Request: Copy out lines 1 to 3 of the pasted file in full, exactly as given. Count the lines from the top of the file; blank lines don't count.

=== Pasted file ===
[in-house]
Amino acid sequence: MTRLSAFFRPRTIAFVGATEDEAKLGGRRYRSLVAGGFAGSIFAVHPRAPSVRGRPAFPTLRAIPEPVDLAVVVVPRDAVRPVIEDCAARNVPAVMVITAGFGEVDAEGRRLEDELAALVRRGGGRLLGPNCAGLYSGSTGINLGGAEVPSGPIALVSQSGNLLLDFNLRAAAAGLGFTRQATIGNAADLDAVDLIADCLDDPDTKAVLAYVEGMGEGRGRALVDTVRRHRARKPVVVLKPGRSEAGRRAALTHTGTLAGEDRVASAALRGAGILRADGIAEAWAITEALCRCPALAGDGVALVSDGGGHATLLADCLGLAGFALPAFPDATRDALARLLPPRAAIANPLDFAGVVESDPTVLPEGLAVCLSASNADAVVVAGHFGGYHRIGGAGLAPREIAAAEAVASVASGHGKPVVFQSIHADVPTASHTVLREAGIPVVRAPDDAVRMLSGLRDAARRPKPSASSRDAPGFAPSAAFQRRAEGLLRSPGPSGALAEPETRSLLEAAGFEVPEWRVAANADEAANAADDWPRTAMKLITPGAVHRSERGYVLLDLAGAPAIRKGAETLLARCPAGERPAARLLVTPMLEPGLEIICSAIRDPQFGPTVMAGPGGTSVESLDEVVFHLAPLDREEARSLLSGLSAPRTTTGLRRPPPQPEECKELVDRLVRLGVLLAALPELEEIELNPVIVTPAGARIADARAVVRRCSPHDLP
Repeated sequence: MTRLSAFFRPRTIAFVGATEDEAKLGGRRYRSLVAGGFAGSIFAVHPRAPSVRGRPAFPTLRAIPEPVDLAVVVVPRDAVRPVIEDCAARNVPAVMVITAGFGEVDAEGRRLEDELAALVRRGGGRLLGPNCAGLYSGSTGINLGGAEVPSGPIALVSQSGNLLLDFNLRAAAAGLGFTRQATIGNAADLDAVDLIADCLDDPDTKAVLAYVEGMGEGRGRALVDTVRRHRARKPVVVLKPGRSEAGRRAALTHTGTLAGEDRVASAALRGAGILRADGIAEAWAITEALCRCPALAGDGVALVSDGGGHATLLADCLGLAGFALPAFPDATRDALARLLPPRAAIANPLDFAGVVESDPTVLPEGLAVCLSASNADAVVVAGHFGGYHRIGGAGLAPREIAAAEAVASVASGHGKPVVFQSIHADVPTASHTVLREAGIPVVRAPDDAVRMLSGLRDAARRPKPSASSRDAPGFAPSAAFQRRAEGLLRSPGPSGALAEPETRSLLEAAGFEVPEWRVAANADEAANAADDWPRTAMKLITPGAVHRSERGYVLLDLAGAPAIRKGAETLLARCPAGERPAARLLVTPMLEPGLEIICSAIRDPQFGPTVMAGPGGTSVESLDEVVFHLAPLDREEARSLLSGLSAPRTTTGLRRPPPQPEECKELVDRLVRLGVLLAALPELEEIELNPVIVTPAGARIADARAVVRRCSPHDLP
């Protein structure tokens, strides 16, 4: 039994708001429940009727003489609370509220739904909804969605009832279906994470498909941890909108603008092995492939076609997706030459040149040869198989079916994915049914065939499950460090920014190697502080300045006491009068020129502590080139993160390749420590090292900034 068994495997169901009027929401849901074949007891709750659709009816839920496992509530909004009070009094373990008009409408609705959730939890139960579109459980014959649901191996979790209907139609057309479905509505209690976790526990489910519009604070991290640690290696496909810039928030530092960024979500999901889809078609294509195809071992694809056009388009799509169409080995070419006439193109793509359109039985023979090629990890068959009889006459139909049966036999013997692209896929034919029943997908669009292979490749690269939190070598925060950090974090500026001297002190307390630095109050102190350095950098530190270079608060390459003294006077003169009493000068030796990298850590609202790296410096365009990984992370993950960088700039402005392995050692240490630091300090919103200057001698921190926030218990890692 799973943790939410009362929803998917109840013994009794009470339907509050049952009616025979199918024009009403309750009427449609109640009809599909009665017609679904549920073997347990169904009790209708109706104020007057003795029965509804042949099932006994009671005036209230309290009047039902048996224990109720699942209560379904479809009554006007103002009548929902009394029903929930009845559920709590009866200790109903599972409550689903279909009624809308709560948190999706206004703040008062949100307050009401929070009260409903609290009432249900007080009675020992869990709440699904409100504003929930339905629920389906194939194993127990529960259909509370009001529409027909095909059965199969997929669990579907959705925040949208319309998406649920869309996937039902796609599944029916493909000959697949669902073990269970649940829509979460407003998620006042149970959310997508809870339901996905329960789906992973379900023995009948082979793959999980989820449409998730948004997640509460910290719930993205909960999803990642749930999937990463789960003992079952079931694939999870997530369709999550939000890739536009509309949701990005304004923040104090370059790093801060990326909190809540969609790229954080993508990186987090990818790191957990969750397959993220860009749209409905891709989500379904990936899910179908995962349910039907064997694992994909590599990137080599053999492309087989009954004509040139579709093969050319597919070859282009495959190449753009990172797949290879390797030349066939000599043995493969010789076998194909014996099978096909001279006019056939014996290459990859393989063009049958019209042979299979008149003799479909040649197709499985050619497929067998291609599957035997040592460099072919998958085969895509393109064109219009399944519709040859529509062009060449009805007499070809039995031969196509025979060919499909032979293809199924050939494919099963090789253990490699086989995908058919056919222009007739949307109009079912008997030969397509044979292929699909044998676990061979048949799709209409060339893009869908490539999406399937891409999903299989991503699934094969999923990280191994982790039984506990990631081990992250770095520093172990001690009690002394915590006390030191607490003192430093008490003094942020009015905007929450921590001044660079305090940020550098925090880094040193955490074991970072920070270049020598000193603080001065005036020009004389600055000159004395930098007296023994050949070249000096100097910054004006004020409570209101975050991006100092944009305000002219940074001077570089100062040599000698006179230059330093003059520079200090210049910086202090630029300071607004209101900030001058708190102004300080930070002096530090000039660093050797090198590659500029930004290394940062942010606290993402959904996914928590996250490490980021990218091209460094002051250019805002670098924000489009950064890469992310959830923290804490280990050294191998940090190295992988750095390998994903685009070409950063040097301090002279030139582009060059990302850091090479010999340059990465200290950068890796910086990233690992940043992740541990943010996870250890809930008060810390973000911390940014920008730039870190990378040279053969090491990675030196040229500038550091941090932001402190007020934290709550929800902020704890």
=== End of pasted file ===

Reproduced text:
[in-house]
Amino acid sequence: MTRLSAFFRPRTIAFVGATEDEAKLGGRRYRSLVAGGFAGSIFAVHPRAPSVRGRPAFPTLRAIPEPVDLAVVVVPRDAVRPVIEDCAARNVPAVMVITAGFGEVDAEGRRLEDELAALVRRGGGRLLGPNCAGLYSGSTGINLGGAEVPSGPIALVSQSGNLLLDFNLRAAAAGLGFTRQATIGNAADLDAVDLIADCLDDPDTKAVLAYVEGMGEGRGRALVDTVRRHRARKPVVVLKPGRSEAGRRAALTHTGTLAGEDRVASAALRGAGILRADGIAEAWAITEALCRCPALAGDGVALVSDGGGHATLLADCLGLAGFALPAFPDATRDALARLLPPRAAIANPLDFAGVVESDPTVLPEGLAVCLSASNADAVVVAGHFGGYHRIGGAGLAPREIAAAEAVASVASGHGKPVVFQSIHADVPTASHTVLREAGIPVVRAPDDAVRMLSGLRDAARRPKPSASSRDAPGFAPSAAFQRRAEGLLRSPGPSGALAEPETRSLLEAAGFEVPEWRVAANADEAANAADDWPRTAMKLITPGAVHRSERGYVLLDLAGAPAIRKGAETLLARCPAGERPAARLLVTPMLEPGLEIICSAIRDPQFGPTVMAGPGGTSVESLDEVVFHLAPLDREEARSLLSGLSAPRTTTGLRRPPPQPEECKELVDRLVRLGVLLAALPELEEIELNPVIVTPAGARIADARAVVRRCSPHDLP
Repeated sequence: MTRLSAFFRPRTIAFVGATEDEAKLGGRRYRSLVAGGFAGSIFAVHPRAPSVRGRPAFPTLRAIPEPVDLAVVVVPRDAVRPVIEDCAARNVPAVMVITAGFGEVDAEGRRLEDELAALVRRGGGRLLGPNCAGLYSGSTGINLGGAEVPSGPIALVSQSGNLLLDFNLRAAAAGLGFTRQATIGNAADLDAVDLIADCLDDPDTKAVLAYVEGMGEGRGRALVDTVRRHRARKPVVVLKPGRSEAGRRAALTHTGTLAGEDRVASAALRGAGILRADGIAEAWAITEALCRCPALAGDGVALVSDGGGHATLLADCLGLAGFALPAFPDATRDALARLLPPRAAIANPLDFAGVVESDPTVLPEGLAVCLSASNADAVVVAGHFGGYHRIGGAGLAPREIAAAEAVASVASGHGKPVVFQSIHADVPTASHTVLREAGIPVVRAPDDAVRMLSGLRDAARRPKPSASSRDAPGFAPSAAFQRRAEGLLRSPGPSGALAEPETRSLLEAAGFEVPEWRVAANADEAANAADDWPRTAMKLITPGAVHRSERGYVLLDLAGAPAIRKGAETLLARCPAGERPAARLLVTPMLEPGLEIICSAIRDPQFGPTVMAGPGGTSVESLDEVVFHLAPLDREEARSLLSGLSAPRTTTGLRRPPPQPEECKELVDRLVRLGVLLAALPELEEIELNPVIVTPAGARIADARAVVRRCSPHDLP